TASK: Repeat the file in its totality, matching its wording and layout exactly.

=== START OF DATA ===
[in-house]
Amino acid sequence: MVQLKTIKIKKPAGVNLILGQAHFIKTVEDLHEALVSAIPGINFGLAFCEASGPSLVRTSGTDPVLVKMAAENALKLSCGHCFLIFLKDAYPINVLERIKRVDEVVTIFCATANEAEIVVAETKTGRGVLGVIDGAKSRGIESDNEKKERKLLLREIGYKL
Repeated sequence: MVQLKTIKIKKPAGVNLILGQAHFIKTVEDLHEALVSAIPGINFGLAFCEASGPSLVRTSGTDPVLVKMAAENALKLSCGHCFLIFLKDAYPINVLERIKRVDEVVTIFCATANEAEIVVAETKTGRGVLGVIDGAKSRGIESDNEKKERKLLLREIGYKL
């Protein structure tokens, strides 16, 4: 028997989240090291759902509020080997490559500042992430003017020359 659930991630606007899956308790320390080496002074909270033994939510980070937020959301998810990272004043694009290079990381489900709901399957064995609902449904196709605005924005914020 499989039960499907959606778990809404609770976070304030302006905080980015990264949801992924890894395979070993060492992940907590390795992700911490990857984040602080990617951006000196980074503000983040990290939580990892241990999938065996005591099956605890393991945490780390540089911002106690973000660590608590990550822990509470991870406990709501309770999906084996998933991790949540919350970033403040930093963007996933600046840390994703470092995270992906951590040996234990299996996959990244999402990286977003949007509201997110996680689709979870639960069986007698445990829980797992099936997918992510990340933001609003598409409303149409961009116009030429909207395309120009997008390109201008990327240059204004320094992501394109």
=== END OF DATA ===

[in-house]
Amino acid sequence: MVQLKTIKIKKPAGVNLILGQAHFIKTVEDLHEALVSAIPGINFGLAFCEASGPSLVRTSGTDPVLVKMAAENALKLSCGHCFLIFLKDAYPINVLERIKRVDEVVTIFCATANEAEIVVAETKTGRGVLGVIDGAKSRGIESDNEKKERKLLLREIGYKL
Repeated sequence: MVQLKTIKIKKPAGVNLILGQAHFIKTVEDLHEALVSAIPGINFGLAFCEASGPSLVRTSGTDPVLVKMAAENALKLSCGHCFLIFLKDAYPINVLERIKRVDEVVTIFCATANEAEIVVAETKTGRGVLGVIDGAKSRGIESDNEKKERKLLLREIGYKL
């Protein structure tokens, strides 16, 4: 028997989240090291759902509020080997490559500042992430003017020359 659930991630606007899956308790320390080496002074909270033994939510980070937020959301998810990272004043694009290079990381489900709901399957064995609902449904196709605005924005914020 499989039960499907959606778990809404609770976070304030302006905080980015990264949801992924890894395979070993060492992940907590390795992700911490990857984040602080990617951006000196980074503000983040990290939580990892241990999938065996005591099956605890393991945490780390540089911002106690973000660590608590990550822990509470991870406990709501309770999906084996998933991790949540919350970033403040930093963007996933600046840390994703470092995270992906951590040996234990299996996959990244999402990286977003949007509201997110996680689709979870639960069986007698445990829980797992099936997918992510990340933001609003598409409303149409961009116009030429909207395309120009997008390109201008990327240059204004320094992501394109």